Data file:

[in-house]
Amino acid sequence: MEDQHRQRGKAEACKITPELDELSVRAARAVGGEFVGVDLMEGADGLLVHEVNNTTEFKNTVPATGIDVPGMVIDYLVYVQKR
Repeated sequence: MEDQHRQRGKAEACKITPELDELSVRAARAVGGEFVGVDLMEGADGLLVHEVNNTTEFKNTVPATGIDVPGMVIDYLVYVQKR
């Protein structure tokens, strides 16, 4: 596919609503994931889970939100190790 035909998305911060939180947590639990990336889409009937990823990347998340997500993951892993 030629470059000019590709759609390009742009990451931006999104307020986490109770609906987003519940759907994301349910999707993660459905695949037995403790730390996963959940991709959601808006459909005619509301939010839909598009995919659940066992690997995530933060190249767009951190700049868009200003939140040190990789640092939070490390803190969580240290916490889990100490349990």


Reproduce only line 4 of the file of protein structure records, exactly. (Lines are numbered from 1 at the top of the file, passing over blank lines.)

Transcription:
């Protein structure tokens, strides 16, 4: 596919609503994931889970939100190790 035909998305911060939180947590639990990336889409009937990823990347998340997500993951892993 030629470059000019590709759609390009742009990451931006999104307020986490109770609906987003519940759907994301349910999707993660459905695949037995403790730390996963959940991709959601808006459909005619509301939010839909598009995919659940066992690997995530933060190249767009951190700049868009200003939140040190990789640092939070490390803190969580240290916490889990100490349990």